A US judge has ordered a self-crowned "Spam King" to pay Facebook 711 million dollars for slipping uninvited into people's accounts to send bogus marketing messages.Facebook on Friday acknowledged that Sanford Wallace is unlikely to pay the money awarded by the court but proclaimed the ruling a blow in an ongoing battle against spam at the leading online social-networking service.
A woman is claiming that she is being cyber-harassed after Web hosting service GoDaddy revealed her email address to a spammer about two years ago. It all started when Jamie Bernstein, a blogger for website Skepchick, reported a "dodgy-looking" spam email she received in 2012.
By Markos Kaminis (Wall St. Greek): A recent article at Bloomberg Businessweek alerted me to a bit of important information that should play a role in the valuation of many social media companies, including Facebook (FB).
The Facebook Messages test, which is currently limited to the US, lets a sender pay $1 to make sure an electronic missive is routed to someone’s “inbox” even when the person isn’t in their circle of friends, reports The Telegraph.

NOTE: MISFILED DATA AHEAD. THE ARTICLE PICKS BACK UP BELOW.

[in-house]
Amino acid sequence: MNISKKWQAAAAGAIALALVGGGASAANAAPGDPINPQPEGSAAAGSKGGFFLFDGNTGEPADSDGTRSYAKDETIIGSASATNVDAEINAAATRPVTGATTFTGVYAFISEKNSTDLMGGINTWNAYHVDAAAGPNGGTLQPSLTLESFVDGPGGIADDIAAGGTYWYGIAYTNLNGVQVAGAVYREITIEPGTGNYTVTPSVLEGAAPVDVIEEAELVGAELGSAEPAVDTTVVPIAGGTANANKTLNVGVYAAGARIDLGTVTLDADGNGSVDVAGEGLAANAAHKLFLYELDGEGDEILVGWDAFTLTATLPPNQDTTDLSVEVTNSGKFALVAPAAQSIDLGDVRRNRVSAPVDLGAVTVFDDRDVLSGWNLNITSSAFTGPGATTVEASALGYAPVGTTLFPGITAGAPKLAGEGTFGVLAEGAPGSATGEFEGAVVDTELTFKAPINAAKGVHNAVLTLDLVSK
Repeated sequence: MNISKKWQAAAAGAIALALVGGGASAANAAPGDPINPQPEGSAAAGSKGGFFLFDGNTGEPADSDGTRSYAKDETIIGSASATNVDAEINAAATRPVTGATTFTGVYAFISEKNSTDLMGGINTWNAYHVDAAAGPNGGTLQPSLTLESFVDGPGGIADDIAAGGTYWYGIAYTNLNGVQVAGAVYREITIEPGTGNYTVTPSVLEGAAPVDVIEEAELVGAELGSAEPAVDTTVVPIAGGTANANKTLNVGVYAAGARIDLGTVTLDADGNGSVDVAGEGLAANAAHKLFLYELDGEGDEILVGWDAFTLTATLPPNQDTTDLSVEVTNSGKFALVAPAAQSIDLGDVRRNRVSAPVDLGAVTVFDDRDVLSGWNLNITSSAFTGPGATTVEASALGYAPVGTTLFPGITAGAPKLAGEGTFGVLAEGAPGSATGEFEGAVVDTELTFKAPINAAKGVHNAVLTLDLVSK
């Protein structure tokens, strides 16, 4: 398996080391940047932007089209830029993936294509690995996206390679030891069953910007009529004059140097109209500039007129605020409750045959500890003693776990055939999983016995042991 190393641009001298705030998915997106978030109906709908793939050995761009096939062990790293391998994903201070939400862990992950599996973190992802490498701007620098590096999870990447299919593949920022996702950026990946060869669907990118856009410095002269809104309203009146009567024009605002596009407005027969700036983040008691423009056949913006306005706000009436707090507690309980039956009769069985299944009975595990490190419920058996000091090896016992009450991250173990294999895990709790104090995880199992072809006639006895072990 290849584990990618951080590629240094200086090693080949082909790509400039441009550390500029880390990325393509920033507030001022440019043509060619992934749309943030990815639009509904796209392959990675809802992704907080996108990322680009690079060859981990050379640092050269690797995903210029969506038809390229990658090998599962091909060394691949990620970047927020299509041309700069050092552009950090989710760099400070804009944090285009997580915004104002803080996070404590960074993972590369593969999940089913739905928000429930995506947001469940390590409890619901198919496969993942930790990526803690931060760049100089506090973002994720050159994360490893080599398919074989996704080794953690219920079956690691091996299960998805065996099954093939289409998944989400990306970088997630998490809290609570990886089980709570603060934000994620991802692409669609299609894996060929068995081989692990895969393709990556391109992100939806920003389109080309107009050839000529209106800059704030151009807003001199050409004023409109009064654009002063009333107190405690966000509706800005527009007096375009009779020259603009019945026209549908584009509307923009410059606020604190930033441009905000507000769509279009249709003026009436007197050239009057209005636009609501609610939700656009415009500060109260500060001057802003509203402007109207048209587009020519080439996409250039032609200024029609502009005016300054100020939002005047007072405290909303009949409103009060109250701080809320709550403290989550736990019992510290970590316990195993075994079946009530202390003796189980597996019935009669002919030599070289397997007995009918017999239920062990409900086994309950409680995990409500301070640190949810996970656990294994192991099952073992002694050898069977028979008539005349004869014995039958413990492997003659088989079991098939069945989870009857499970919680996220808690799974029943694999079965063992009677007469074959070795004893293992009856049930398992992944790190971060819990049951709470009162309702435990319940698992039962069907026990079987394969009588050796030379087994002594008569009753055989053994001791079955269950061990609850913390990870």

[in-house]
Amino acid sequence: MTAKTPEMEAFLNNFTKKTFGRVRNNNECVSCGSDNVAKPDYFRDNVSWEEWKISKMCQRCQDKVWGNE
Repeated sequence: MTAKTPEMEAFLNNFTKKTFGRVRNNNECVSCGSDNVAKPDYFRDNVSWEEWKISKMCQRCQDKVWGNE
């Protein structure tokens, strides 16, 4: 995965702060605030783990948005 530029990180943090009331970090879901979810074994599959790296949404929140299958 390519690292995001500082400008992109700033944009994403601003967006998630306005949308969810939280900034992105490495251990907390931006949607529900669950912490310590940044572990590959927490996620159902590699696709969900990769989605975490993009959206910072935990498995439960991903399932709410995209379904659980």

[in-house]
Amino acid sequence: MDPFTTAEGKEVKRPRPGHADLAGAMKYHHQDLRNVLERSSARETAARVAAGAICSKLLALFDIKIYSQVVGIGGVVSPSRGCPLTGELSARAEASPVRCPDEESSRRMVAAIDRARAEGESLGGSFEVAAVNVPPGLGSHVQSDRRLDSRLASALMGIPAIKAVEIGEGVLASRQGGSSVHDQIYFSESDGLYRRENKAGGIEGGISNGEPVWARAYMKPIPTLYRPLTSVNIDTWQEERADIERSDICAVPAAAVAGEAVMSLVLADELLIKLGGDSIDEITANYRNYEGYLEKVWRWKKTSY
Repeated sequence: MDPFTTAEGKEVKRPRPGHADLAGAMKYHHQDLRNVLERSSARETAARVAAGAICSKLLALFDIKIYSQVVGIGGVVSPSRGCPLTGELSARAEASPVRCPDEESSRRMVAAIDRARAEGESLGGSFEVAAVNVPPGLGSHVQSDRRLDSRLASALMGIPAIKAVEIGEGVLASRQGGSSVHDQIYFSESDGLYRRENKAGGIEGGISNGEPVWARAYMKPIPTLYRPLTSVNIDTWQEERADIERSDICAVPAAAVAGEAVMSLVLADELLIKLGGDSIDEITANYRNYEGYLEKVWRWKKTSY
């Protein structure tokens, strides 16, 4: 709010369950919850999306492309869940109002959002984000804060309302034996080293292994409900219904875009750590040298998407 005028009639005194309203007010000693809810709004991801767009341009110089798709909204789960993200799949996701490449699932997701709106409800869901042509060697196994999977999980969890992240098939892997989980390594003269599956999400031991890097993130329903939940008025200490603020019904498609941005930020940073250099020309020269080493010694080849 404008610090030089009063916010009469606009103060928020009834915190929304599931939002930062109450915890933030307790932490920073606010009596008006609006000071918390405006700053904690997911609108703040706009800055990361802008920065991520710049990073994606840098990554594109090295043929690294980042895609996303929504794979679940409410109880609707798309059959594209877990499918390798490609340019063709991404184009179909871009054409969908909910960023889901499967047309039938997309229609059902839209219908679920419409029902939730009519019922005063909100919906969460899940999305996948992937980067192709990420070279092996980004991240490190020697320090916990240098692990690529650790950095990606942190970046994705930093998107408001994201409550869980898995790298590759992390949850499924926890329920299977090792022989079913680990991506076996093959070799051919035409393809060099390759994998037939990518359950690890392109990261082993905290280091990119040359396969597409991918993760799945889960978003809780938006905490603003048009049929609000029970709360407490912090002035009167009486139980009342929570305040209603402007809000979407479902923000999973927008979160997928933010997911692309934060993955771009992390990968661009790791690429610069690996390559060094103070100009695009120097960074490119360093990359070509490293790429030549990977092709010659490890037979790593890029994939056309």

Drug trafficking, trading nuclear material, contract murders, and international prostitution — that's how the Federal Bureau of Investigation believes Semion Mogilevich, one of its top 10 most wanted fugitives, has spent his time over the last few decades.
In 1964 the FBI mailed Martin Luther King Jr. a graphic letter, purporting to be sent by a former supporter, accusing King of conducting extramarital affairs (allegedly documented on an enclosed recording) and ending with the warning that, “There is only one thing left for you to do.” King interpreted the letter — whose existence has been officially acknowledged since a Congressional investigation in the 1970s — to mean he should commit suicide. (A Congressional report also concluded that the message “clearly implied that suicide would be a suitable course of action for Dr.